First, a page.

I can’t really say why it’s happened, but all of a sudden it seems like sandbox-style adventures are back in vogue. Rather than following along (or rather, being “railroaded” along) a series of pre-determined plot points, the current zeitgeist of good adventure design seems to be that PCs should be given some minimal plot structure which grants them a large amount of freedom to wander around a map of a given area, exploring and basically making their own way through an adventure.
As with so many things that are suddenly popular, it’s not too hard to find examples where someone was already there, doing it before it became big. Case in point, Fighting Fantasy – Forest of Doom, by Greywood Publishing.
I never had the pleasure of reading the original Fighting Fantasy novels, so I can’t say how well this adventure holds up compared to them. However, what I did find interesting was the cover’s assertion that this is an adventure for a single character of 3rd-level, or a party of 1st-level characters. Solo adventures have always been much too rare.
From a technical standpoint, the book does a pretty good job for itself. The entire book is searchable, allowing for easy copy-and-paste, and there are full bookmarks throughout. One minor thing here was that the bookmarks aren’t nested – so the bookmark to a heading has the bookmarks for all of its sub-headings appearing right under it; it could have been done better.
Notwithstanding the covers, and one initial two-page map (actually the same map, presented with numbers and again without), there’s no color artwork here. The black and white art is fairly plentiful, however, and looks pretty good. Certainly, there’s room for improvement (quite a bit of it seemed like suspiciously clean pencil drawings), but nothing that was cringe-worthy.
My big problem with the book’s presentation is that the maps don’t have anything save for a loose scale between various numbered locations. Having only recently discovered the whole idea of hex-crawling (that is, exploring the individual hexes on an overland map), it seems like a great idea that wasn’t implemented here. Certainly, there’s no reason why the DM can’t deal with a looser interpretation of the distance between places, and relative travel times, but it seems like it could have been done more neatly.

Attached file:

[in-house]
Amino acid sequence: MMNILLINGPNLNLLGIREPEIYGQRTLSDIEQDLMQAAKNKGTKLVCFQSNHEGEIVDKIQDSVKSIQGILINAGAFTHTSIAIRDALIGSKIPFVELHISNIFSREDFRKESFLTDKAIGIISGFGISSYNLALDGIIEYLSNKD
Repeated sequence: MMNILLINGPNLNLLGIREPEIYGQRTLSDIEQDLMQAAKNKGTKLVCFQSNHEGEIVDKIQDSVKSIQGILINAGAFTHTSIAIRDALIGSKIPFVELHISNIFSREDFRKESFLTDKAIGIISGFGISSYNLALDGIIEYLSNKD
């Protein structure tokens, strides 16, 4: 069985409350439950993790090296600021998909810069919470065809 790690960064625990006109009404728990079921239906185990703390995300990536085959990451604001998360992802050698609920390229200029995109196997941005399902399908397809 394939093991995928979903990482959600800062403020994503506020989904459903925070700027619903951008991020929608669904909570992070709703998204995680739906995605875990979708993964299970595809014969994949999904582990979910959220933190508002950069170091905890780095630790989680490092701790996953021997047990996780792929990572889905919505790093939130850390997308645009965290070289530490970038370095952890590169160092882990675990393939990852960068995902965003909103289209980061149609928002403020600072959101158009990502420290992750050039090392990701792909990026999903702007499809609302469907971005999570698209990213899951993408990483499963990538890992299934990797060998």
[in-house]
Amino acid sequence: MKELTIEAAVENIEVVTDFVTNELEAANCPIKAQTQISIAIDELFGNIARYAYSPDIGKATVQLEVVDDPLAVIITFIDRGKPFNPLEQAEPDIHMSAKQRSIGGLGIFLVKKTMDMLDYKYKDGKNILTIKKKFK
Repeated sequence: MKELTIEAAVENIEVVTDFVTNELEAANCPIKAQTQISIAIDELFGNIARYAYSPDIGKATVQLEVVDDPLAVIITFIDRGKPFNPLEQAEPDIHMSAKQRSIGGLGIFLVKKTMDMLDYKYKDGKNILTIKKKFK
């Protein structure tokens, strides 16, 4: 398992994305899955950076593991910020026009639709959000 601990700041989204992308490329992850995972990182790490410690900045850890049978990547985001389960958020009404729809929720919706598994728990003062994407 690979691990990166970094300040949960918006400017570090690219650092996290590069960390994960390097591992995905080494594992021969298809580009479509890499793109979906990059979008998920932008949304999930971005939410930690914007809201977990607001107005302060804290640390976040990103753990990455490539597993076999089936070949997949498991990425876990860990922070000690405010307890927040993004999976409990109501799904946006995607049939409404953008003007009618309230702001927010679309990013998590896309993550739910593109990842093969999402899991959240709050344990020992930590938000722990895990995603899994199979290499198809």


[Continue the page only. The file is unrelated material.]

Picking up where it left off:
But I’m getting ahead of myself. Forest of doom is a sandbox “dungeon” set in the eponymous forest. The initial adventure setup can basically be summarized that a local dwarven kingdom has lost the magic item that’s a national symbol of pride and strength, and they want someone to go get it back for them – there’s a bit more to it than that, but that’s the gist of it. Hence, the player is basically wandering throughout the forest, looking for clues and dealing with whatever situations he stumbles upon until he can find it.
The individual encounters are listed corresponding to the numbers on the DM’s map. Most are singular encounters, though some are detailed to the point of having a tactical map (with the one-inch squares) included. Likewise, most of these are self-contained, but some refer to each other and/or the overarching meta-plot of the adventure. It’s the essence of a sandbox game, though I personally would have included something along the lines of a random encounter table (given how much wandering through that forest the player-character is going to do), or at least a listing of what the major NPCs will do subsequent to meeting/fighting the PC (if they survive).
It should be noted that, before the adventure begins, there’s a section on a new ability score, called Luck. This seventh ability score, meant for PCs only, basically functions similarly to action points; characters can make a luck check to grant themselves bonuses, reduce damage, and several other things. Of course, every time you use a luck ability, successful or not, your luck score goes down by 1, a la temporary ability damage. It’s really quite simple for how it’s presented, and functions just as well as the more popular action point alternative.
The book is rounded out with three appendices. The first covers a menagerie of new monsters. Most of them seem fairly mundane, but interestingly several of these creatures seem to be re-imaginings of existing fantasy archetypes, such as the “titan cavetroll” compared to a normal troll. The second appendix covers new magic items and a new spell (though disappointingly, a spell to boost Luck, mentioned in the initial Luck section, isn’t to be found here), before finally concluding with a third appendix covering scaling the adventure, using it for a lower-level party instead of a single higher-level character, and a series of example PCs for use.
At fort-five pages long, Forest of Doom is a fairly good adventure for introducing low-level characters to sandbox adventuring (or indeed, to introduce them to adventuring altogether). While there were certainly things that I’d have introduced or done differently (primarily to make it easier to explore the huge forest, and adding random encounters instead of waiting for them to stumble across static ones), this is still very good in what it offers. The basic premise is sound, the three dozen or so encounters are interesting and varied, and the Luck mechanics help to cushion the PC from bad luck or wrong decisions being fatal. Conquering the Forest of Doom is a great way for a character to start a heroes’ journey.